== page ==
Occacock from Actual Survey was a well-executed map by Price. The engraving quality was sufficient for its purpose, but certainly not up to the standards available in Philadelphia at the time. The local silversmith in New Bern was likely chosen for expediency and economics, though that is pure conjecture. Information pertaining to the timeliness and cost of the engraving and printing is not available.

The pamphlet was advertised for sale in several newspapers, the earliest being in December 1795

1795 ad for A Description of Occacock Inlet

From the December 26, 1795, issue of the North-Carolina Gazette, page 4, column 3. Image provided by the State Archives of North Carolina. http://cdm16062.contentdm.oclc.org/cdm/compoundobject/collection/p15016coll1/id/14651/rec/6

Only two extant copies of the “Occacock” pamphlet have been located. The State Archives in Raleigh has the pamphlet with map. The Duke University Library possesses an example of the pamphlet, lacking the map. In addition to the State Archives, one extant copy of the map (without pamphlet and with a New York provenance from the early 19th century) is known. If you confirm the survival of other copies of the map and/or pamphlet, please let us know via the “What’s on your mind?” comment box below. The pamphlet was reprinted in the October 1926 issue of the North Carolina Historical Review, available on line via this link. It is also available for download as a pdf through JSTOR.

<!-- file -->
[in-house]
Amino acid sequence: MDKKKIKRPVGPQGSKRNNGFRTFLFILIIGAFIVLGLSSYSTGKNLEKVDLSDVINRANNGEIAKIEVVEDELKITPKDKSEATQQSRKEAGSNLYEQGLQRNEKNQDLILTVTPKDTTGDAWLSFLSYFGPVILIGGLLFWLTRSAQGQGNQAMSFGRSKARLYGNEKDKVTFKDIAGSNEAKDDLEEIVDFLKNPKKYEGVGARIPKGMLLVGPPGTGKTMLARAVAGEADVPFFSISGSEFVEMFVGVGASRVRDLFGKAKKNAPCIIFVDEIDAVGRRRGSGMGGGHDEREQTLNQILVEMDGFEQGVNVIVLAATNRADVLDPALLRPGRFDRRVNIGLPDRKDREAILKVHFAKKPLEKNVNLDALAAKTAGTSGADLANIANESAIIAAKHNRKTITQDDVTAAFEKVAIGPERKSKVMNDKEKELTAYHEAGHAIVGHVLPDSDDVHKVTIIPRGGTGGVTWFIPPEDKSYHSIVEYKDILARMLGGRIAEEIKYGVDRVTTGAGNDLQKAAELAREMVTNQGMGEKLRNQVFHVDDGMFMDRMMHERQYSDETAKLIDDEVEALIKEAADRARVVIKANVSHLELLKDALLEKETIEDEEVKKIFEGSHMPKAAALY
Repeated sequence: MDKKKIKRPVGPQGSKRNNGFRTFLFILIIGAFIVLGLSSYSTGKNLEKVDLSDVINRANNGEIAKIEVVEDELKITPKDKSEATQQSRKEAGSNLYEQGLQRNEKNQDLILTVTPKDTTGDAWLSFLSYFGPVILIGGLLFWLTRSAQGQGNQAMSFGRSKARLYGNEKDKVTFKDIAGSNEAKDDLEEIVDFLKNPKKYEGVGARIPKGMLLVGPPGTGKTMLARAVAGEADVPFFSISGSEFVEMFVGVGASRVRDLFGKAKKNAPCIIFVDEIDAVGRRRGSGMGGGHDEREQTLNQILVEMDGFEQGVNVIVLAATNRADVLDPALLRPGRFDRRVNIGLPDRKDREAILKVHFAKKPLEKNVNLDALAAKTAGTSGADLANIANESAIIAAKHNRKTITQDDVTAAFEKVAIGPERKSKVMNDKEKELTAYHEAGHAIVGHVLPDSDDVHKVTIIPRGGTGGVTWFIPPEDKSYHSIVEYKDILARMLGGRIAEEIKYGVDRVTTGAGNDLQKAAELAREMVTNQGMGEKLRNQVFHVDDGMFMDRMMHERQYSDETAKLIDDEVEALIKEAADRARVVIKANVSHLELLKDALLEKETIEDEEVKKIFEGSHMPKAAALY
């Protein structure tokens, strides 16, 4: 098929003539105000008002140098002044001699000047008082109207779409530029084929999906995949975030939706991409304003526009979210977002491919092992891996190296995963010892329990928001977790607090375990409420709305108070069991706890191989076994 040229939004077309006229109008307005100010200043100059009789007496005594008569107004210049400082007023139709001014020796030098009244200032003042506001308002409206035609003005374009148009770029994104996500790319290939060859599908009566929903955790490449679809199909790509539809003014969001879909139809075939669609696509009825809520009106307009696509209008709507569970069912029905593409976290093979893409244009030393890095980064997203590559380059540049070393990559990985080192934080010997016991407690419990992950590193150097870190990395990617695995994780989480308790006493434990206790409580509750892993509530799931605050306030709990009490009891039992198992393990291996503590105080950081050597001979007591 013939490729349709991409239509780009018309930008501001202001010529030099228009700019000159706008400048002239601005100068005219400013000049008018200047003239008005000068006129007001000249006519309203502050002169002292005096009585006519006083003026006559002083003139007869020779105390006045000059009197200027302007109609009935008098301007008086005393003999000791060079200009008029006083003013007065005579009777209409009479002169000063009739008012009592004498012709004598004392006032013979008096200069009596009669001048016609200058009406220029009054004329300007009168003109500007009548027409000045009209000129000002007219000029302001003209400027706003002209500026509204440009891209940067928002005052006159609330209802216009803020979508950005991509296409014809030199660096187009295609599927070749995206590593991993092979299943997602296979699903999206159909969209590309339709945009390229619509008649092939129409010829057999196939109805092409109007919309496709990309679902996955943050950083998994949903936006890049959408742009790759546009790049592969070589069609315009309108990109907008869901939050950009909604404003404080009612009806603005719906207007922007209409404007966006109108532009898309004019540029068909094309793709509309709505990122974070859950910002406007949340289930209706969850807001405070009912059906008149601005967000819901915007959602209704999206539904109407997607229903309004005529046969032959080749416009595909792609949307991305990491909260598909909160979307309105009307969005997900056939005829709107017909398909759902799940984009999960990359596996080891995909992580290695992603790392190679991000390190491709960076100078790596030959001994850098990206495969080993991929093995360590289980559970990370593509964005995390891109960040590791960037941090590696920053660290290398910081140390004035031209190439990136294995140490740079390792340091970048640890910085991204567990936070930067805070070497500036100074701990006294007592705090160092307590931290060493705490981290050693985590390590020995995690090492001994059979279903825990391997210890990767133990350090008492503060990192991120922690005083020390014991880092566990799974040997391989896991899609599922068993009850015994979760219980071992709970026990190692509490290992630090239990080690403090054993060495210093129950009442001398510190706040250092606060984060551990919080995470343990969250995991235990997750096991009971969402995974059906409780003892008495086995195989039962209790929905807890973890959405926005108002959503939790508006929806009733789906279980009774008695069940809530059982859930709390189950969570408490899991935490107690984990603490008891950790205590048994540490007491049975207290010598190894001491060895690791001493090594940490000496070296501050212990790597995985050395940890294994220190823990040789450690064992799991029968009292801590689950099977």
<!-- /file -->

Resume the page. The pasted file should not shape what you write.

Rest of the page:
As alluded to earlier, Jonathan Price also participated in a survey of the NC coast in 1797, leading to the 1798 publication of this chart:

Image courtesy of the John Carter Brown Library Map Collection.

Image courtesy of the John Carter Brown Library Map Collection.

The above chart was also engraved by the New Bern silversmith, William Johnston.

Epilogue

Shell Castle had a prosperous but brief existence. In his pamphlet, Price wrote,

It was thought by many, when this place was first improved, that the neighboring element would soon assert its right, and wash away the castle; but since the great storm in August, 1795, which hardly did any damage to it, their fears have vanished.

Unfortunately, the “neighboring element” did assert its right eleven years later. Two hurricanes in 1806 caused severe damage from which Shell Castle never fully recovered. Jonathan Price was at Shell Castle when the second hurricane made a direct hit. Although Price survived both hurricanes, he lost most of his notes and equipment for an updated coastal survey he was performing that year. By the War of 1812, the channel had shifted away from Shell Castle and maritime commerce shifted to nearby Ocracoke and Portsmouth.

Further reading: What is likely a treasure trove of information on Shell Castle can be found in the library of East Carolina University in Greenville, NC. It is an unpublished master’s thesis: